[PATCH hmm 00/15] Consolidate the mmu notifier interval_tree and locking
Christian.Koenig at amd.com
Mon Oct 21 14:28:46 UTC 2019
Am 21.10.19 um 15:57 schrieb Jason Gunthorpe:
> On Sun, Oct 20, 2019 at 02:21:42PM +0000, Koenig, Christian wrote:
>> Am 18.10.19 um 22:36 schrieb Jason Gunthorpe:
>>> On Thu, Oct 17, 2019 at 04:47:20PM +0000, Koenig, Christian wrote:
>>>> So again how are they serialized?
>>> The 'driver lock' thing does it, read the hmm documentation, the hmm
>>> approach is basically the only approach that was correct of all the
>> Well that's what I've did, but what HMM does still doesn't looks correct
>> to me.
> It has a bug, but the basic flow seems to work.
Maybe wrong link? That link looks like an unrelated discussion on kernel
>>> So long as the 'driver lock' is held the range cannot become
>>> invalidated as the 'driver lock' prevents progress of invalidation.
>> Correct, but the problem is it doesn't wait for ongoing operations to
>> See I'm talking about the following case:
>> Thread A Thread B
>> Updating the ptes
>> As far as I can see in invalidate_range_start() the driver lock is taken
>> to make sure that we can't start any invalidation while the driver is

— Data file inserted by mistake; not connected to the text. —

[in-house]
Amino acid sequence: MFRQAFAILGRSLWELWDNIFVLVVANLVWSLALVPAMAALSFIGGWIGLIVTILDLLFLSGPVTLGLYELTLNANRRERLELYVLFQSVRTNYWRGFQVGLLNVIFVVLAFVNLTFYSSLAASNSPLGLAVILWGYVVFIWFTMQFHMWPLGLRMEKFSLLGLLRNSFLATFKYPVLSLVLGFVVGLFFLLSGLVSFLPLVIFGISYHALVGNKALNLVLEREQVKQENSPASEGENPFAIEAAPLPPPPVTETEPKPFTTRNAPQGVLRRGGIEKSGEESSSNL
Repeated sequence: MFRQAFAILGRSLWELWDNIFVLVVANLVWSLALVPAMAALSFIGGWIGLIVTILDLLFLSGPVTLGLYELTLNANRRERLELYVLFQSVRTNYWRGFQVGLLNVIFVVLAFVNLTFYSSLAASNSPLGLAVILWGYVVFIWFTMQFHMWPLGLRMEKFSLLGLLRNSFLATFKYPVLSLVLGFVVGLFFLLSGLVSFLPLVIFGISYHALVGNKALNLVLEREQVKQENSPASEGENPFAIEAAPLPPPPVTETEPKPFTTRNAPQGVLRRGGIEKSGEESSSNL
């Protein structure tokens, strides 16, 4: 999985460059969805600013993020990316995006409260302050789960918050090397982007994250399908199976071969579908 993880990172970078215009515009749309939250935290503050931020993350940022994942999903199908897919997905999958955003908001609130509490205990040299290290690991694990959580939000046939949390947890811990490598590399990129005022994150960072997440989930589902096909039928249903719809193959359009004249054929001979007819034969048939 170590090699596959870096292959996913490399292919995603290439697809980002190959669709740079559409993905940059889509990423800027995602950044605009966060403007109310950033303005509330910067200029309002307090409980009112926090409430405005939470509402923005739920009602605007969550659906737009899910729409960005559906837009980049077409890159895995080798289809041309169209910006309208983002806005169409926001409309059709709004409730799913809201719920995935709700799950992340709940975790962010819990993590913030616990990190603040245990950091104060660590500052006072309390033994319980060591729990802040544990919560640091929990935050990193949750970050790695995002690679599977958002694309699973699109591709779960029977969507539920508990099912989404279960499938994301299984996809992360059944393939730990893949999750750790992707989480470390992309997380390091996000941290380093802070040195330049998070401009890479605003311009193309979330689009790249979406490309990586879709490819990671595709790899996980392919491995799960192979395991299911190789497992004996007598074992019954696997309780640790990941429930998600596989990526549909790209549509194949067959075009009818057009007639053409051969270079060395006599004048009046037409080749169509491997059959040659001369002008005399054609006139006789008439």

>> using the pages for a command submission.
> Again, this uses the seqlock like scheme *and* the driver lock.
> In this case after grab_driver_lock() mmu_range_read_retry() will
> return false if Thread A has progressed to 'updating the ptes.
> For instance here is how the concurrency resolves for retry:
> CPU1 CPU2
> seq = mmu_range_read_begin()
How that was order was what confusing me. But I've read up on the code
in mmu_range_read_begin() and found the lines I was looking for:
+ if (is_invalidating)
+ READ_ONCE(mmn_mm->invalidate_seq) != seq);
> For the above I've simplified the mechanics of the invalidate_seq, you
> need to look through the patch to see how it actually works.
Yea, that you also allow multiple write sides is pretty neat.
>> Well we don't update the seqlock after the update to the protected data
>> structure (the page table) happened, but rather before that.
> ??? This is what mn_itree_inv_end() does, it is called by
>> That doesn't looks like the normal patter for a seqlock to me and as far
>> as I can see that is quite a bug in the HMM design/logic.
> Well, hmm has a bug because it doesn't use a seqlock pattern, see the
> above URL.
> One of the motivations for this work is to squash that bug by adding a
> seqlock like pattern. But the basic hmm flow and collision-retry
> approach seems sound.
> Do you see a problem with this patch?
No, not any more.
Essentially you are doing the same thing I've tried to do with the
original amdgpu implementation. The difference is that you don't try to
use a per range sequence (which is a good idea, we never got that fully
working) and you allow multiple writers at the same time.
Feel free to stitch an Acked-by: Christian König
<christian.koenig at amd.com> on patch #2, but you still doing a bunch of
things in there which are way beyond my understanding (e.g. where are
all the SMP barriers?).
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